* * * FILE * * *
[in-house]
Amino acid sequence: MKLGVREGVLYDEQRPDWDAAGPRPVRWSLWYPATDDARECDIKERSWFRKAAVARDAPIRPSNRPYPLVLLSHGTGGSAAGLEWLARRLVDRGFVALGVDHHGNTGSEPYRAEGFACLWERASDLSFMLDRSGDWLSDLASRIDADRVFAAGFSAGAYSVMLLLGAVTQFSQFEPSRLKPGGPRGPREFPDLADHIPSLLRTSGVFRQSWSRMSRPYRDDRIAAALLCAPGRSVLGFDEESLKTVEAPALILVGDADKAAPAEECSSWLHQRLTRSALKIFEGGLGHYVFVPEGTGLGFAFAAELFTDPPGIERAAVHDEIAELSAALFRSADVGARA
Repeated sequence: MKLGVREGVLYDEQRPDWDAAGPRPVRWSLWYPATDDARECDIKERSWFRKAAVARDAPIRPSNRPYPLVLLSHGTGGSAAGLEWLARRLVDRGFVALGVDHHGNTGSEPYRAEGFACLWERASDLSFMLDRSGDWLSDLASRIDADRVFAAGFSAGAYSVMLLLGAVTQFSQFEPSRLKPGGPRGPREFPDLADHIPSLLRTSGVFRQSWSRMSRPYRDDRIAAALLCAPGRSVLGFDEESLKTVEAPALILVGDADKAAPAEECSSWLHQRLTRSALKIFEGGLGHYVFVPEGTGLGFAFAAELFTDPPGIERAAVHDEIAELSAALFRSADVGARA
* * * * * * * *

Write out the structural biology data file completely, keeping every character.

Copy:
[in-house]
Amino acid sequence: MKLGVREGVLYDEQRPDWDAAGPRPVRWSLWYPATDDARECDIKERSWFRKAAVARDAPIRPSNRPYPLVLLSHGTGGSAAGLEWLARRLVDRGFVALGVDHHGNTGSEPYRAEGFACLWERASDLSFMLDRSGDWLSDLASRIDADRVFAAGFSAGAYSVMLLLGAVTQFSQFEPSRLKPGGPRGPREFPDLADHIPSLLRTSGVFRQSWSRMSRPYRDDRIAAALLCAPGRSVLGFDEESLKTVEAPALILVGDADKAAPAEECSSWLHQRLTRSALKIFEGGLGHYVFVPEGTGLGFAFAAELFTDPPGIERAAVHDEIAELSAALFRSADVGARA
Repeated sequence: MKLGVREGVLYDEQRPDWDAAGPRPVRWSLWYPATDDARECDIKERSWFRKAAVARDAPIRPSNRPYPLVLLSHGTGGSAAGLEWLARRLVDRGFVALGVDHHGNTGSEPYRAEGFACLWERASDLSFMLDRSGDWLSDLASRIDADRVFAAGFSAGAYSVMLLLGAVTQFSQFEPSRLKPGGPRGPREFPDLADHIPSLLRTSGVFRQSWSRMSRPYRDDRIAAALLCAPGRSVLGFDEESLKTVEAPALILVGDADKAAPAEECSSWLHQRLTRSALKIFEGGLGHYVFVPEGTGLGFAFAAELFTDPPGIERAAVHDEIAELSAALFRSADVGARA